According to the conventional wisdom of our time, our nation's Founders were guilty of racism, sexism, and elitism. They were hypocrites who failed to live up to their own enlightened principles. The fact that Washington and Jefferson held slaves is taken as definitive proof that they never really believed 'all men are created equal.' It is also widely asserted that women, even after the American Revolution, enjoyed virtually no rights, and that the poor and property-less were denied the basic tenets of democratic participation. Observing that our understanding of the Founders so profoundly influences our opinion of contemporary America, Thomas West demonstrates why the Founders were indeed sincere in their belief of universal human rights and in their commitment to democracy. More importantly, this landmark book explains why their views, and particularly the constitutional order they created, are still worthy of our highest respect. In a straightforward style, West debunks numerous widely held myths about the Founders' political thought.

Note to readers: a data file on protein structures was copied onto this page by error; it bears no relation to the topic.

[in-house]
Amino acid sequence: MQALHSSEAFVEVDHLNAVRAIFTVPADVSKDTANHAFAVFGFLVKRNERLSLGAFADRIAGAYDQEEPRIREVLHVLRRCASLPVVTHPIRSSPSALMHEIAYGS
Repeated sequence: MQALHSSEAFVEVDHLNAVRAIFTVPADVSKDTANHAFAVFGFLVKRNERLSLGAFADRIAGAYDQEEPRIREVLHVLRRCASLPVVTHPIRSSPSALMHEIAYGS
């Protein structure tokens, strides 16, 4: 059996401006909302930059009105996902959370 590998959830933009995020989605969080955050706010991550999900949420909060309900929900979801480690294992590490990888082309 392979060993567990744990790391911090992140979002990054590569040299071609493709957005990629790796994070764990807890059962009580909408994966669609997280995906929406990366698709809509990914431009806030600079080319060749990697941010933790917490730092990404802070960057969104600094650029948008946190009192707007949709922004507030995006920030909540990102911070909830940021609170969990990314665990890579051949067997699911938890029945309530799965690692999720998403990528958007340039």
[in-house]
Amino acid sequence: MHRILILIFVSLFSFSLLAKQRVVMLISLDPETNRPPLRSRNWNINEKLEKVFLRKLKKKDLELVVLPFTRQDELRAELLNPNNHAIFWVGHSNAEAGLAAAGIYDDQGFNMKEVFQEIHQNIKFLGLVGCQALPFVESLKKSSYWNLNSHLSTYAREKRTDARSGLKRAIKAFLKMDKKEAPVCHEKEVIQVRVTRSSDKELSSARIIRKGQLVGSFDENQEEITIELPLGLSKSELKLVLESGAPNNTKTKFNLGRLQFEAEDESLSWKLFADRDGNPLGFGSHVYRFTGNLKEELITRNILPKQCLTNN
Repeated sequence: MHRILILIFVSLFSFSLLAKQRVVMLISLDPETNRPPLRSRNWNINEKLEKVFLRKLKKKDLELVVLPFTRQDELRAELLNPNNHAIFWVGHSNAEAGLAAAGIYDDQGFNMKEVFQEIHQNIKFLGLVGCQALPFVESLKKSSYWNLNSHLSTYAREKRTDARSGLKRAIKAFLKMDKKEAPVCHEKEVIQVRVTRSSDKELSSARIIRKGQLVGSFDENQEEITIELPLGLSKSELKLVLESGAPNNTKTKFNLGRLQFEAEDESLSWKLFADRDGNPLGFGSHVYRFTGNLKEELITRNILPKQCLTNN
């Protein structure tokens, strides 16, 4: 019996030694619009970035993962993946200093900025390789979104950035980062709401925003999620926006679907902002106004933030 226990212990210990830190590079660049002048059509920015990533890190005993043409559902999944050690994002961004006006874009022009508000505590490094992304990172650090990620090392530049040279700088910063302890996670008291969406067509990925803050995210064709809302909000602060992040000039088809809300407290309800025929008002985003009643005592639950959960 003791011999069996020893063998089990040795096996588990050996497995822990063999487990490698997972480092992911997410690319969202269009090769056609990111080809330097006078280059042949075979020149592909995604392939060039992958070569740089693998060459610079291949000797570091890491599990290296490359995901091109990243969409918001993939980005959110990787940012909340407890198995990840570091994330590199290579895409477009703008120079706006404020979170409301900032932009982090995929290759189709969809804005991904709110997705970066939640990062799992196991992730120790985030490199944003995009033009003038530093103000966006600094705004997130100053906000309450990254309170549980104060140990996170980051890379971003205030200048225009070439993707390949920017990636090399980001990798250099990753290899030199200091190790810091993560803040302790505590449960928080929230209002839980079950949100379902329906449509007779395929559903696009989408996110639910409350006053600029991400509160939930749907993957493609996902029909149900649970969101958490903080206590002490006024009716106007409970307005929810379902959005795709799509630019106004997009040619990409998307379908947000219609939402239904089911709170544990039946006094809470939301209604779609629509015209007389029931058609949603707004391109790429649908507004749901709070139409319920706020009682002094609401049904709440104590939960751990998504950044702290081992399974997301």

He contrasts the Founders' ideas of liberty and equality with today's, concluding that contemporary notions of liberalism bear almost no resemblance to the concepts originally articulated by the Founders. This controversial, convincing, and highly original book is important reading for everyone concerned about the origins, present, and future of the American experiment in self government.